Washington, DC –U.S. Senator Ben Cardin (D-MD) and former Senator Richard Lugar (R-IN), authors of the Cardin-Lugar transparency provision in Dodd-Frank, along with U.S. Senator Carl Levin (D-MI), have filed an Amicus Curiae in support of the Securities and Exchange Commission (SEC), which is defending a frivolous lawsuit challenging its final rule for implementing the law. In direct rebuttal to the American Petroleum Institute’s claims, Cardin, Lugar and Levin submitted to the court that:
“Resource companies can believe whatever they wish and make any communication they wish about their payments to foreign governments, ‘the resource curse,’ or the benefits or costs of transparency; they have done so throughout this process. What resource companies may not do is impede the power of the legislative branch to require disclosure of objective information to fulfill compelling public policy objectives, including the strengthening of American national and energy security and investor protections.”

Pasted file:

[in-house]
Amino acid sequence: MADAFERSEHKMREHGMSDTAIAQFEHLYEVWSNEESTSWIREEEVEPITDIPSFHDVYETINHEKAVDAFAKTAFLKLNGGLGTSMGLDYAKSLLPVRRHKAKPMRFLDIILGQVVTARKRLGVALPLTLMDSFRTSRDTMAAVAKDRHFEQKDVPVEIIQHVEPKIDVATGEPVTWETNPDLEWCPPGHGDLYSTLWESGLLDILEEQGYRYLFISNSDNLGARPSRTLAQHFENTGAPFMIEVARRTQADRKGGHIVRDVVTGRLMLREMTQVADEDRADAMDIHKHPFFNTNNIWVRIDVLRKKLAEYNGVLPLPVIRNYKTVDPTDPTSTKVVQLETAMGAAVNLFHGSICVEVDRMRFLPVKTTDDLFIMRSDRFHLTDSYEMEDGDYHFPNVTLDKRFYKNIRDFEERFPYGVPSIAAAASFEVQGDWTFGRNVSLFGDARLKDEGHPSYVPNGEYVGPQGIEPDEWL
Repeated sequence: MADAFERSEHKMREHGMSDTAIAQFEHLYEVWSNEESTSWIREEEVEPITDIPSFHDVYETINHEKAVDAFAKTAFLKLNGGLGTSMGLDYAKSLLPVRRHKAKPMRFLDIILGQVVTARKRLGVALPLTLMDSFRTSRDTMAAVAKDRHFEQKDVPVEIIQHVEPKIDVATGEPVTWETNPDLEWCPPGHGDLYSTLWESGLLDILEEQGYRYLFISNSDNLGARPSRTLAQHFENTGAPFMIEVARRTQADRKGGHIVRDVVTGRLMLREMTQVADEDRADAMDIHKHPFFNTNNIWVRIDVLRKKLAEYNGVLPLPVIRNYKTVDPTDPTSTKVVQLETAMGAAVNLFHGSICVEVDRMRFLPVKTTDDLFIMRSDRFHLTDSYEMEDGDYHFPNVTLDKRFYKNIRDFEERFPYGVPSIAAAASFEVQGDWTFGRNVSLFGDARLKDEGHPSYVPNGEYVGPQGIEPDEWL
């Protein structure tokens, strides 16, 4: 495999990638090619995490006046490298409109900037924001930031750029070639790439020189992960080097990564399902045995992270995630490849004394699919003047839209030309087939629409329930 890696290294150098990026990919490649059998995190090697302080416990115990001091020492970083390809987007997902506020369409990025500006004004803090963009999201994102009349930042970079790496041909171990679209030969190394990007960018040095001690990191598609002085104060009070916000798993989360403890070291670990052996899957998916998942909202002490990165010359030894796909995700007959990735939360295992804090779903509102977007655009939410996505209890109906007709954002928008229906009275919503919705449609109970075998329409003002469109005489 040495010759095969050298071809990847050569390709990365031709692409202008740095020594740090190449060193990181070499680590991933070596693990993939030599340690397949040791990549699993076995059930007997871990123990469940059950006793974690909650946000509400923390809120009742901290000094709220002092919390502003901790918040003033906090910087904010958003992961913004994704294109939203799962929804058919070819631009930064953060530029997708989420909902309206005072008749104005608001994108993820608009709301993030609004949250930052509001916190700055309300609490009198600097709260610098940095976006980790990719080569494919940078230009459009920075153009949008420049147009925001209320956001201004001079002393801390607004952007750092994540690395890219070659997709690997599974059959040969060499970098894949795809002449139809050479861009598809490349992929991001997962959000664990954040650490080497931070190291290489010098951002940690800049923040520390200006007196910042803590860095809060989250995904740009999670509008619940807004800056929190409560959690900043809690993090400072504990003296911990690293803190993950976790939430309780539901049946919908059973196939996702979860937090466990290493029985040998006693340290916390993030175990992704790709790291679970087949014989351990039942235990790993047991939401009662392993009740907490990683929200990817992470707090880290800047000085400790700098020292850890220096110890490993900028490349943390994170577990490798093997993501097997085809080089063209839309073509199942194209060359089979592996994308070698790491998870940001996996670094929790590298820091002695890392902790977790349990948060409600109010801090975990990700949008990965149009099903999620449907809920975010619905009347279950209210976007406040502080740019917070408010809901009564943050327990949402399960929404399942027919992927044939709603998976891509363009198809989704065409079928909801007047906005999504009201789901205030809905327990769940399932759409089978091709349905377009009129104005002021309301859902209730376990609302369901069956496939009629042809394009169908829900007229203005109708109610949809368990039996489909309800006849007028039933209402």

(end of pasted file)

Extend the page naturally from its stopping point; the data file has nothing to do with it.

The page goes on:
The amici brief details the extensive legislative history leading up to passage of the Cardin-Lugar amendment and the impact the “resource curse” has on developing countries rich in natural resources, as well as U.S. national and energy security.
“The Cardin-Lugar Amendment furthers the critical public policy goals of i) protecting United States interests in both national and energy security, ii) ensuring investor awareness and protection, and iii) promulgating American core principles of transparency, integrity and good governance worldwide. Members of Congress and the Executive Branch, on a bipartisan basis, have long supported transparency through comprehensive disclosure of payments made by resource companies to foreign governments on extraction projects undertaken abroad. This bipartisan dialogue culminated in the Cardin-Lugar Amendment and its implementing rule issued by the SEC.”
As the United States Senators who were the authors and sponsors of Section 1504 (“the Cardin-Lugar Amendment”) of the Dodd-Frank Wall Street Reform and Consumer Protection Act (P.L. 111-203/“Dodd-Frank Act”), the Senators have direct knowledge of the development and Congressional intent behind the substance of the bill, including the “consistency” of the SEC’s final rule.